The only reason as explained why Vettel found himself in the lead in 2018 was biggest of Hamilton/Mercedes blunders across the first 10 races of the year. Ferrari were only quickest in Monaco and Montreal.

              It’s much like Alonso in 2010 finding himself in the lead at the halfway point of the season. Only a few tracks he had the quicker car.

              In 2018 not only did Mercedes have the quicker car but had won the last four drivers championships in a very dominant fashion.

              When Barrichello moved over for Schumacher in 2002 (which people can’t stop talking about), Barrichello was effectively out of the championship with 6 points to Schumacher’s 44. Ferrari had won the last two drivers championships with only 2001 being a convincing win. Ferrari had missed the drivers championship by narrow margins 1997-99 so had extra motivation to not take any chances.

              This was also in an era where there was unlimited development so teams could change their fortunes within the season, unlike now where an engine advantage gets locked in for season after season.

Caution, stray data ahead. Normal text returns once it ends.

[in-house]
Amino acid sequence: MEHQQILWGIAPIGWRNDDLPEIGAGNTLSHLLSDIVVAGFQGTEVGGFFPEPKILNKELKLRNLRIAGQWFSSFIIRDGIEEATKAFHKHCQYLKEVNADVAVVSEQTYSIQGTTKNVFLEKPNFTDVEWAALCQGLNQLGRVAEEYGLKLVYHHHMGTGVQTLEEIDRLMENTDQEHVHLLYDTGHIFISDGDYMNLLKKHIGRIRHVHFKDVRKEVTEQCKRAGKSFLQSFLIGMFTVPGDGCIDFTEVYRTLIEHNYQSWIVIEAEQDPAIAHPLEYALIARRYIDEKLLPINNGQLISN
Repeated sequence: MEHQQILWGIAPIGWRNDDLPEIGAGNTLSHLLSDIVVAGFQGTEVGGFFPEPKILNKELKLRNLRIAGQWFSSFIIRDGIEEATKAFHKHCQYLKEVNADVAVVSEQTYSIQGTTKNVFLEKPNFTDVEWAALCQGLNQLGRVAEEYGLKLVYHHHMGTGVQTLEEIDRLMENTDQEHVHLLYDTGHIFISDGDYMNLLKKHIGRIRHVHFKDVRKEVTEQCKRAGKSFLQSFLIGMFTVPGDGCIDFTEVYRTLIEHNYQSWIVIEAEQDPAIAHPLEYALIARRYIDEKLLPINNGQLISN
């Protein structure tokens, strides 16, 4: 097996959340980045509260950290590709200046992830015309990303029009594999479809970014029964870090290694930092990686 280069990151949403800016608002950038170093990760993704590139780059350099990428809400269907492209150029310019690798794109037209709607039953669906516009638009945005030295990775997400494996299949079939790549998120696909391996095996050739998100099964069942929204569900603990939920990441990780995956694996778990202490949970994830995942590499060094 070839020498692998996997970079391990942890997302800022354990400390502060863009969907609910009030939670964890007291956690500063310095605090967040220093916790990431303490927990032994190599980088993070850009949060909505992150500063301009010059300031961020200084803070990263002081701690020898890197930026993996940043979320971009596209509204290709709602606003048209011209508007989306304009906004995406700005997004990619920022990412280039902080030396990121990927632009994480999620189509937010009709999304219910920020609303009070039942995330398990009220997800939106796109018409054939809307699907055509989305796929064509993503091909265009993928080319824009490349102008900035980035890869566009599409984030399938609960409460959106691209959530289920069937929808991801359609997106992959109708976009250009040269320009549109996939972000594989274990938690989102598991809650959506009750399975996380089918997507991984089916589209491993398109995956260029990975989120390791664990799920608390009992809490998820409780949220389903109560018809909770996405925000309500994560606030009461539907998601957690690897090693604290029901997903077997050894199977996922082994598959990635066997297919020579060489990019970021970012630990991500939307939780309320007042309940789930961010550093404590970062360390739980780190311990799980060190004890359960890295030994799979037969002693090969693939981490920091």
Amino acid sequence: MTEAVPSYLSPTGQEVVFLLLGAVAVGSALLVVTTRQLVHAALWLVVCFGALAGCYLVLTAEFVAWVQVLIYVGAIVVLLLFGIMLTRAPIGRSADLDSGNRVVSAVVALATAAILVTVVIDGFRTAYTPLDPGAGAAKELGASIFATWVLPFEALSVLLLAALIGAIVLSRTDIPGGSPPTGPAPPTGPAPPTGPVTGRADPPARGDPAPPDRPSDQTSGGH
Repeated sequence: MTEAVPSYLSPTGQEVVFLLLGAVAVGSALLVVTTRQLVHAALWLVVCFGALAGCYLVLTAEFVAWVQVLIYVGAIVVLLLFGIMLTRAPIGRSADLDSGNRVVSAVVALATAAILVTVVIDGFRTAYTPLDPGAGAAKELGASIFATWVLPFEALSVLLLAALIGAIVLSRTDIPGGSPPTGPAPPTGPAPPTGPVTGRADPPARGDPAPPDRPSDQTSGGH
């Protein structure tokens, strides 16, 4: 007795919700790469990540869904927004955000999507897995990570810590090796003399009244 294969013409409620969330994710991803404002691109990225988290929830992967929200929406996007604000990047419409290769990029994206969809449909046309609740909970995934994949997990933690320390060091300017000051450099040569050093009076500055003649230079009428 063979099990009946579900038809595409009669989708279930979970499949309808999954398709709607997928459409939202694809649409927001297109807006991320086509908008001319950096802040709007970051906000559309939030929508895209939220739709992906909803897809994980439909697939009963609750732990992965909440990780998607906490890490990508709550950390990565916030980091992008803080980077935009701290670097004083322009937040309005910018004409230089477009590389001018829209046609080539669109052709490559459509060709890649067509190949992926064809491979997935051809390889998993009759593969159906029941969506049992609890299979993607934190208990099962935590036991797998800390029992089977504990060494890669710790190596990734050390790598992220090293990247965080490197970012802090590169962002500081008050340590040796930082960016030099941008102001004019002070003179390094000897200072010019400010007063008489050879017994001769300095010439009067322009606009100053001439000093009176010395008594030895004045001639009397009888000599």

5. @deanfranklin Ferrari was much faster at that point. Germany Vettel was in the lead and 20 seconds ahead of Hamilton when he crashed out, Hungary they had been faster each session besides Q3 when a few drops of rain fell, Monza they had a massive advantage too until Vettel spun off.

              Vettel could have ended up winning all races till the end of the season. How were Mercedes to know that Vettel would choke and start blundering like he did?

      3. True that. Vettel and Ham slightly overrepresented in the greats of all time list, due to modern-age car dominance. Happy for Lewis though. He is still the best out there, although I think somewhere mid season Max caught up with him and is now the stronger of the two.

        1. Like when Verstappen faltered in Turkey and put his car in the wall in Sakhir?